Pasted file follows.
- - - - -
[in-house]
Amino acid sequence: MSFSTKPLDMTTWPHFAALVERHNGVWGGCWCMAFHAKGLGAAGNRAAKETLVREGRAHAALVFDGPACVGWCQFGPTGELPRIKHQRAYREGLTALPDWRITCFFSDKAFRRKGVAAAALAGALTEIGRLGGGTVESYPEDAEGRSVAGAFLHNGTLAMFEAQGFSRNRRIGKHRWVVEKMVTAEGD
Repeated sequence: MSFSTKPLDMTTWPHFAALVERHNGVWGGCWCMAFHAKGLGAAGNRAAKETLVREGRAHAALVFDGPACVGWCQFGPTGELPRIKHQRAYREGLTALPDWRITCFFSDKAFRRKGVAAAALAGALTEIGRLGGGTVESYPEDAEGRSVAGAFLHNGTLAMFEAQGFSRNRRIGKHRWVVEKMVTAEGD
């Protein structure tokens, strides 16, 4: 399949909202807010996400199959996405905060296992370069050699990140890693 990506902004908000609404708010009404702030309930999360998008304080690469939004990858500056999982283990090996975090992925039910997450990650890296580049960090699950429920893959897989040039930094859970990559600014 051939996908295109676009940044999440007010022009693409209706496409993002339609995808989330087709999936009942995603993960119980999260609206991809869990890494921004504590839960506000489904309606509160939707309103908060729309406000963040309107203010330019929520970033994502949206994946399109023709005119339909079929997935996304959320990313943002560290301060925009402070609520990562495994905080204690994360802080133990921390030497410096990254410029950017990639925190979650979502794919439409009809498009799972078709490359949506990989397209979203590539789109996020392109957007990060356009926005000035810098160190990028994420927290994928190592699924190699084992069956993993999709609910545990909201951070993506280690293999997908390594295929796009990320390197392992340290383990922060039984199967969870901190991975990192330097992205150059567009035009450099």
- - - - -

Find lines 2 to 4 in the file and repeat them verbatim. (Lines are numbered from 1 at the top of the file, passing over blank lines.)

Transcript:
Amino acid sequence: MSFSTKPLDMTTWPHFAALVERHNGVWGGCWCMAFHAKGLGAAGNRAAKETLVREGRAHAALVFDGPACVGWCQFGPTGELPRIKHQRAYREGLTALPDWRITCFFSDKAFRRKGVAAAALAGALTEIGRLGGGTVESYPEDAEGRSVAGAFLHNGTLAMFEAQGFSRNRRIGKHRWVVEKMVTAEGD
Repeated sequence: MSFSTKPLDMTTWPHFAALVERHNGVWGGCWCMAFHAKGLGAAGNRAAKETLVREGRAHAALVFDGPACVGWCQFGPTGELPRIKHQRAYREGLTALPDWRITCFFSDKAFRRKGVAAAALAGALTEIGRLGGGTVESYPEDAEGRSVAGAFLHNGTLAMFEAQGFSRNRRIGKHRWVVEKMVTAEGD
């Protein structure tokens, strides 16, 4: 399949909202807010996400199959996405905060296992370069050699990140890693 990506902004908000609404708010009404702030309930999360998008304080690469939004990858500056999982283990090996975090992925039910997450990650890296580049960090699950429920893959897989040039930094859970990559600014 051939996908295109676009940044999440007010022009693409209706496409993002339609995808989330087709999936009942995603993960119980999260609206991809869990890494921004504590839960506000489904309606509160939707309103908060729309406000963040309107203010330019929520970033994502949206994946399109023709005119339909079929997935996304959320990313943002560290301060925009402070609520990562495994905080204690994360802080133990921390030497410096990254410029950017990639925190979650979502794919439409009809498009799972078709490359949506990989397209979203590539789109996020392109957007990060356009926005000035810098160190990028994420927290994928190592699924190699084992069956993993999709609910545990909201951070993506280690293999997908390594295929796009990320390197392992340290383990922060039984199967969870901190991975990192330097992205150059567009035009450099």